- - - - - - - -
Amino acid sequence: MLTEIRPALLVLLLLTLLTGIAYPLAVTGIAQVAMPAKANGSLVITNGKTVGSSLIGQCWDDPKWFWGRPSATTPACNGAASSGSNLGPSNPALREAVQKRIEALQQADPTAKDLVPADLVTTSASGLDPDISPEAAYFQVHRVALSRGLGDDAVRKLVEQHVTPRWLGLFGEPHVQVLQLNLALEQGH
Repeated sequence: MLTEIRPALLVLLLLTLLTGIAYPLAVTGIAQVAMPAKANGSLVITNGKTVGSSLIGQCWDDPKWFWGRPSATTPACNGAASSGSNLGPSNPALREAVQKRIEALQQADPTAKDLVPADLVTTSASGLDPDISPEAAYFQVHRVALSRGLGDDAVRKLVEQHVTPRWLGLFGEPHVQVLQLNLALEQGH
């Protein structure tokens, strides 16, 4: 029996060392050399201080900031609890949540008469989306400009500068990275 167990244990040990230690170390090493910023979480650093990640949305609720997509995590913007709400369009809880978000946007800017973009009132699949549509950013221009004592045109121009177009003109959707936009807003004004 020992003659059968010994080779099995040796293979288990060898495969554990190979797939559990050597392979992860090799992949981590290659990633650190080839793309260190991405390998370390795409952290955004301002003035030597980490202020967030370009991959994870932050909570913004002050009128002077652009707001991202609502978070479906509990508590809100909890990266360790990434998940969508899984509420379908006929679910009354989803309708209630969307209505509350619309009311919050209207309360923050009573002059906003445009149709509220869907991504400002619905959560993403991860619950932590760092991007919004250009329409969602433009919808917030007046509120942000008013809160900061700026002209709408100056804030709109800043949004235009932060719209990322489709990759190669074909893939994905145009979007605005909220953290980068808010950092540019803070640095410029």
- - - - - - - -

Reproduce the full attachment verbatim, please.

Amino acid sequence: MLTEIRPALLVLLLLTLLTGIAYPLAVTGIAQVAMPAKANGSLVITNGKTVGSSLIGQCWDDPKWFWGRPSATTPACNGAASSGSNLGPSNPALREAVQKRIEALQQADPTAKDLVPADLVTTSASGLDPDISPEAAYFQVHRVALSRGLGDDAVRKLVEQHVTPRWLGLFGEPHVQVLQLNLALEQGH
Repeated sequence: MLTEIRPALLVLLLLTLLTGIAYPLAVTGIAQVAMPAKANGSLVITNGKTVGSSLIGQCWDDPKWFWGRPSATTPACNGAASSGSNLGPSNPALREAVQKRIEALQQADPTAKDLVPADLVTTSASGLDPDISPEAAYFQVHRVALSRGLGDDAVRKLVEQHVTPRWLGLFGEPHVQVLQLNLALEQGH
């Protein structure tokens, strides 16, 4: 029996060392050399201080900031609890949540008469989306400009500068990275 167990244990040990230690170390090493910023979480650093990640949305609720997509995590913007709400369009809880978000946007800017973009009132699949549509950013221009004592045109121009177009003109959707936009807003004004 020992003659059968010994080779099995040796293979288990060898495969554990190979797939559990050597392979992860090799992949981590290659990633650190080839793309260190991405390998370390795409952290955004301002003035030597980490202020967030370009991959994870932050909570913004002050009128002077652009707001991202609502978070479906509990508590809100909890990266360790990434998940969508899984509420379908006929679910009354989803309708209630969307209505509350619309009311919050209207309360923050009573002059906003445009149709509220869907991504400002619905959560993403991860619950932590760092991007919004250009329409969602433009919808917030007046509120942000008013809160900061700026002209709408100056804030709109800043949004235009932060719209990322489709990759190669074909893939994905145009979007605005909220953290980068808010950092540019803070640095410029």